The White House Correspondents’ Dinner: A Postscript
In Washington, D.C. this weekend for the White House Correspondents’ Dinner, I have three experiences to share with you, each of which has been changed by the news of the success of the daring plan to bring down Osama bin Laden.
1. Friday night we met a staff member with a job that puts him in the Situation Room whenever major action is taking place. He was cool, calm, and professional, and never once looked distracted or in any way indicated that it was anything other than a normal weekend around the White House.
He also said something that will stay with me forever. He had been hired for his job under the Bush administration and had clearly survived to work in the Obama White House. When we asked about this, he replied: “I am not political — I don’t align with Republicans or Democrats; I am a patriot. I am here to serve my country.”
2. While the take-away in the news that was reported after the Correspondents’ Dinner seemed to be about how Trump had felt about the barbed comments directed at him, one wise editor noted: “President Obama was addressing the room. It’s the media that gives so much extra oxygen to these inconsequential stories.” While I have not received the email myself, someone described to me the cartoon that is being sent around the Internet where Obama indicates that he hadn’t released his long-form birth certificate earlier because he had more important things to do, like catching Osama bin Laden. Let that be a lesson to the media — and to the public. We need to demand that reporters use shoe leather research methods on issues affecting the economy, energy development, and how we are going to repair or replace our aging infrastructure. Let Donald Trump be in a room alone to discuss his concern about President Obama’s birth or his skepticism about the president’s academic record.
3. After a correspondents-related event at the wonderful relatively new Newseum (the museum was completed in 2007 and is filled with a fascinating and well-thought-out series of exhibits about news coverage and its history), we had time to explore for awhile. I find 9/11 exhibits very painful, but the Newseum exhibit is compelling; and even more so in light of this week’s news. The Newseum 9/11 Gallery notes that seven news employees died in the attack on the World Trade Center; six were broadcast technicians who were at their posts atop the World Trade Center.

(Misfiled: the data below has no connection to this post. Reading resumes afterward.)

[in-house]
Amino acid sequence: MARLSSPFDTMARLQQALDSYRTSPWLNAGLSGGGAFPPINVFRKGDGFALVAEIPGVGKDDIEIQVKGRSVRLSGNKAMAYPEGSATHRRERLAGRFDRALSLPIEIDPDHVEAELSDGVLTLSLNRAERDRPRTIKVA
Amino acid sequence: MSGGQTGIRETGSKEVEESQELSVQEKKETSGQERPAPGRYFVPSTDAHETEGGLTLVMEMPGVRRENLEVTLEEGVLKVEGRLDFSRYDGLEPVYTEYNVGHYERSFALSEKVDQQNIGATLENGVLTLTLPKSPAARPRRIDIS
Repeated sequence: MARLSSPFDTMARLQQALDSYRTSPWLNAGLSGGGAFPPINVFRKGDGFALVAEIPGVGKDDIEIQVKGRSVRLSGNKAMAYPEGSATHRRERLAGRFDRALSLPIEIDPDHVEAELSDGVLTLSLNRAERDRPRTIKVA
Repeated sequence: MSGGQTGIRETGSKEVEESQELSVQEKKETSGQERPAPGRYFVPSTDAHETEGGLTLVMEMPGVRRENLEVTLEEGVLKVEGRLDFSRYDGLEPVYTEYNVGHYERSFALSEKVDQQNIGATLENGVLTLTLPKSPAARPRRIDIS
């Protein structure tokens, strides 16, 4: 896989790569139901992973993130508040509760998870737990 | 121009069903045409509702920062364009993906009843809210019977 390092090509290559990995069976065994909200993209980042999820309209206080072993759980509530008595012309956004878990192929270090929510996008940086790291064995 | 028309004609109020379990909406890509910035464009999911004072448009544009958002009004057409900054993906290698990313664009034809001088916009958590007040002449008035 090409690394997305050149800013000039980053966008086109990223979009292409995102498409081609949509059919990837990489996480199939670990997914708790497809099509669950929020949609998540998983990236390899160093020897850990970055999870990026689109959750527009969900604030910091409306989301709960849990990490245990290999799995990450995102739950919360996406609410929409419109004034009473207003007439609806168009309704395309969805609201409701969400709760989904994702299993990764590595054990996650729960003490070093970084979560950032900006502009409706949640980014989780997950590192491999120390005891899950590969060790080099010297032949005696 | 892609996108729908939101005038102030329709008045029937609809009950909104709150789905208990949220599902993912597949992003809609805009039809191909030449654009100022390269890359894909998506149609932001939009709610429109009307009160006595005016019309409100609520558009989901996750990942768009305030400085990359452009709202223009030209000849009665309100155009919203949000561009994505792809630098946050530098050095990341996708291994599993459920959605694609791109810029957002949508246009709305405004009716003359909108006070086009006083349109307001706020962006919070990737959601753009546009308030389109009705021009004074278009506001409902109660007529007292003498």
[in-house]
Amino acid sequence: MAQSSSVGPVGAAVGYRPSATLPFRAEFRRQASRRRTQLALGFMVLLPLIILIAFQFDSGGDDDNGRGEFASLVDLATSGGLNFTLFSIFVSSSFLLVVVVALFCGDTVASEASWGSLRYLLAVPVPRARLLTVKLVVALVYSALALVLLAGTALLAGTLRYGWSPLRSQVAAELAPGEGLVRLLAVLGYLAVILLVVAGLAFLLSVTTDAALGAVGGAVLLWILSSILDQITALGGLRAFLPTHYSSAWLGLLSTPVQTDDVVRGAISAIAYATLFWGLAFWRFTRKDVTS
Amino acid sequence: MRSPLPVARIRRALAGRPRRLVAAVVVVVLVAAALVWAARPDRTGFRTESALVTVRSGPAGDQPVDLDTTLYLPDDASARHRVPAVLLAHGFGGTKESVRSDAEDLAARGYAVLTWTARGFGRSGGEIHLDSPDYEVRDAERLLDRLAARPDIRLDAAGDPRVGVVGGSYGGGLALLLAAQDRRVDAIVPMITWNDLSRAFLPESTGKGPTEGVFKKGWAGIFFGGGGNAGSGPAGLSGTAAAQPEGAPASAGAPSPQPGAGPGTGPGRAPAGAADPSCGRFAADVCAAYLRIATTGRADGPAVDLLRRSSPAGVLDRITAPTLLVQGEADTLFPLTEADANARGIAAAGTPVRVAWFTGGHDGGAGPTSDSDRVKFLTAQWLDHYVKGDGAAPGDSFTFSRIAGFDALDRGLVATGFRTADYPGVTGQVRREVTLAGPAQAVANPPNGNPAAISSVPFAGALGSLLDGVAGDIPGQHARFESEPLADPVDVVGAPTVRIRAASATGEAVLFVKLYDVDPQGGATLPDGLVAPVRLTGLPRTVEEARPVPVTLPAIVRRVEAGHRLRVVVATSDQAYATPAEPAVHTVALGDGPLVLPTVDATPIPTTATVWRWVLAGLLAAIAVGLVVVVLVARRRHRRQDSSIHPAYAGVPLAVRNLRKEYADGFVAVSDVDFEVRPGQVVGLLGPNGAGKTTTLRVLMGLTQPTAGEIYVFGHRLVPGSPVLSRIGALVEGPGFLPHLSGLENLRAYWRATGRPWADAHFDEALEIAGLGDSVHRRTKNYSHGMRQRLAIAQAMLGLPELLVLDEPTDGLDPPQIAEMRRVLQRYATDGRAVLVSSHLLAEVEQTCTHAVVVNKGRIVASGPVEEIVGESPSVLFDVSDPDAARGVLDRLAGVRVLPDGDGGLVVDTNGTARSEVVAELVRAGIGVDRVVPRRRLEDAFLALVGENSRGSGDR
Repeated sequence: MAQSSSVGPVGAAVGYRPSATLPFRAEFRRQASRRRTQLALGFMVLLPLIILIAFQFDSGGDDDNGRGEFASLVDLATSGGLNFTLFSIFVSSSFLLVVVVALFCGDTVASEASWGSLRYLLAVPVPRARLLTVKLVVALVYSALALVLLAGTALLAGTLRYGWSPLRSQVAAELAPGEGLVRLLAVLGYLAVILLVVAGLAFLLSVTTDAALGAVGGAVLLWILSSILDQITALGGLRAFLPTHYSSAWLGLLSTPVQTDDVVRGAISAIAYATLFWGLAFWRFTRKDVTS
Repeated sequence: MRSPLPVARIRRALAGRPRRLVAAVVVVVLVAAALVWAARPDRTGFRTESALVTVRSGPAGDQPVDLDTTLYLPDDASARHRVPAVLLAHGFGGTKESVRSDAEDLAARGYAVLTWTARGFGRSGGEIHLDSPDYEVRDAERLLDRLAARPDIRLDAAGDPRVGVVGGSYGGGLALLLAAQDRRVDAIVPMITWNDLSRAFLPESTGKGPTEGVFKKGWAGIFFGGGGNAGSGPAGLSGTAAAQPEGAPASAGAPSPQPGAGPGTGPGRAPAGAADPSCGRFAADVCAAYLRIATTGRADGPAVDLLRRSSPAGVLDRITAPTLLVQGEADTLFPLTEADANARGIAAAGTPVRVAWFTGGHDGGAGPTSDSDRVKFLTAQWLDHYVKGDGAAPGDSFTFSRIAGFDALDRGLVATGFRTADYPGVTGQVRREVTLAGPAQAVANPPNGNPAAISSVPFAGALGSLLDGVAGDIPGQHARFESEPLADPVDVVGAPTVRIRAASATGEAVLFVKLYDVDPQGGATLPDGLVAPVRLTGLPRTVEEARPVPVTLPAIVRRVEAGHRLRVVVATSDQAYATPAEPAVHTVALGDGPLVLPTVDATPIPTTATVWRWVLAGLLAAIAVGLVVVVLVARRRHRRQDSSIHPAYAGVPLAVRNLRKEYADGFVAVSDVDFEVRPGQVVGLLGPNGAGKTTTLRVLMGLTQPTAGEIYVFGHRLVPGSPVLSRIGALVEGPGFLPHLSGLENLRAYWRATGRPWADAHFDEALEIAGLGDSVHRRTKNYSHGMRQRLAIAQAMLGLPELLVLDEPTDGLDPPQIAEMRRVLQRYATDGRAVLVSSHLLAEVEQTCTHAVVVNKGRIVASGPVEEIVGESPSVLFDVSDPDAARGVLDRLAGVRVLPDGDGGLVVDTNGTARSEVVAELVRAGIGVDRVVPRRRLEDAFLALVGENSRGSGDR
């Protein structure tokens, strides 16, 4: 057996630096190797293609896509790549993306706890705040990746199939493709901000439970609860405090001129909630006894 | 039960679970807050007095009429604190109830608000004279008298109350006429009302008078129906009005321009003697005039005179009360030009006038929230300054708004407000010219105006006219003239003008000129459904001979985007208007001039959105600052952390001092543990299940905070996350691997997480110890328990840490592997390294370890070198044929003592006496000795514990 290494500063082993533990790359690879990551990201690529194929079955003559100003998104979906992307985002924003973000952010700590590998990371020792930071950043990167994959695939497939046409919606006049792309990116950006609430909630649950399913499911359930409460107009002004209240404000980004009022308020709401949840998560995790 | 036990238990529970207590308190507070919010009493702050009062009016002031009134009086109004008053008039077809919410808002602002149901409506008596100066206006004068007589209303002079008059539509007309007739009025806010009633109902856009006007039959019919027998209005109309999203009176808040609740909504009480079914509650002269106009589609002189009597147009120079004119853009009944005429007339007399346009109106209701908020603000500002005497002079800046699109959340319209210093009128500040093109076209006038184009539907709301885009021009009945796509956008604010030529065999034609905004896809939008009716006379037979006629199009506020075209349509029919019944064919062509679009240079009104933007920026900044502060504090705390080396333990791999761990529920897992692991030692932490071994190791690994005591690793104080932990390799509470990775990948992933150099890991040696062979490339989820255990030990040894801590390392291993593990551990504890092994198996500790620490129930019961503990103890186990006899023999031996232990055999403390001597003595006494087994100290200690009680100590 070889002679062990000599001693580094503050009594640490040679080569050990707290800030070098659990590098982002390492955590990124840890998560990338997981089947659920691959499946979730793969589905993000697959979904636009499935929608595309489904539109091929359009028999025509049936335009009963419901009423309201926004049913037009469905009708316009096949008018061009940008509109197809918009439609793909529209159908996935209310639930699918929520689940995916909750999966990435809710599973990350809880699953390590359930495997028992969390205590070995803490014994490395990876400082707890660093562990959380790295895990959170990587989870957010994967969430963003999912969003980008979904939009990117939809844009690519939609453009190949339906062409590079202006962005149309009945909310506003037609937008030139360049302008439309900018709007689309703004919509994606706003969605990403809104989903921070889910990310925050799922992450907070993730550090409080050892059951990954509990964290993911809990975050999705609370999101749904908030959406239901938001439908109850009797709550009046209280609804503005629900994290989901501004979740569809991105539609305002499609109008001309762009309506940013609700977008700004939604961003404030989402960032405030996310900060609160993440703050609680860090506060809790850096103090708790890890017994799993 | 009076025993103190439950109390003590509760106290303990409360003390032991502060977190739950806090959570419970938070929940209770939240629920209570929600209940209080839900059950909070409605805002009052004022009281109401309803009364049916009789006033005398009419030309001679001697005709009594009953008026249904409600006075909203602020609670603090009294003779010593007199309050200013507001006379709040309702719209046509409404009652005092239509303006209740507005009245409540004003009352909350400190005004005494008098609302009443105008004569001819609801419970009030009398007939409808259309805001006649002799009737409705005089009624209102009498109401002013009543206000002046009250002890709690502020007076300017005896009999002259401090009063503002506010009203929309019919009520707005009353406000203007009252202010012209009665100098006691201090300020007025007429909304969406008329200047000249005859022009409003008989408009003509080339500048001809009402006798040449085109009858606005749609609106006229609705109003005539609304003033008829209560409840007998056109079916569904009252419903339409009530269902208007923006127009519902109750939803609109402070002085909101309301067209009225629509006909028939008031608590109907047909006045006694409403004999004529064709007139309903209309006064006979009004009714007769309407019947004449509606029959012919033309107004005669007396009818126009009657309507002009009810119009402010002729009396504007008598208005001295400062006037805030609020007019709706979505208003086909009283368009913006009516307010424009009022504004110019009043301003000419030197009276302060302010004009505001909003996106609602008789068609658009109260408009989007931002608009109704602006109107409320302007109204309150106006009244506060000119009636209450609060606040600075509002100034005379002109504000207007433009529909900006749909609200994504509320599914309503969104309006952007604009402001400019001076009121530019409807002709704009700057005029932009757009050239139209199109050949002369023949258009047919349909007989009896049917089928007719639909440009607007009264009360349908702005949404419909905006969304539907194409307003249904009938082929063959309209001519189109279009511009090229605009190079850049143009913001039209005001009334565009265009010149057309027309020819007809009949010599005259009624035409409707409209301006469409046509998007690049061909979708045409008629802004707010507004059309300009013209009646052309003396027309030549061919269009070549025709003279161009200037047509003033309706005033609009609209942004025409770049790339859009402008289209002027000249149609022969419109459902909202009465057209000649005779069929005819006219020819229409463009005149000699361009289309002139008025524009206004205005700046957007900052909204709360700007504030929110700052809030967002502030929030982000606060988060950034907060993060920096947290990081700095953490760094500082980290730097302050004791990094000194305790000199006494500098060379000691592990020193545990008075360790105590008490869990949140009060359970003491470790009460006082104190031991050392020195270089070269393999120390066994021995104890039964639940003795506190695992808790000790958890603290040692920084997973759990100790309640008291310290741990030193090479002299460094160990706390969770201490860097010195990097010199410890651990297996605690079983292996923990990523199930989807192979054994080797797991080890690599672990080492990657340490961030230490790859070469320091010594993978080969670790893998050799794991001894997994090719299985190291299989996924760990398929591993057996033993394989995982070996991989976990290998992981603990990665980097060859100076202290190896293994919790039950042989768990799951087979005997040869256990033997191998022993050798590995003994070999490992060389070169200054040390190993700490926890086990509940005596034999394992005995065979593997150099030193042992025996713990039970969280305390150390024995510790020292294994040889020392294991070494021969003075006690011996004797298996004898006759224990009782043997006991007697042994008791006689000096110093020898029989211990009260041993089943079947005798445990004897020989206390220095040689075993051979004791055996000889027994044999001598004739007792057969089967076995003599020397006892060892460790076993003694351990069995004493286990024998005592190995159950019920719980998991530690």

The seventh victim was photojournalist William Biggart, who was nearby when the first tower went down and kept snapping photos on his way to get closer to the story. He died when the second tower came down. For four days his family had no idea what happened to him, but eventually, his camera and gear were located and were returned to his wife. Part of the exhibit is a continuously running short film about Biggart, Running Toward Danger. It includes an interview with his wife about her trepidation about seeing the last photos taken by her husband before he died. The film also shows those last photos. The recent news has made this story even more moving, and my visit to the Newseum one I won’t soon forget.
This week we turn a page in our American story; let’s all do our part to help keep our country — and the news coverage — on the high road.
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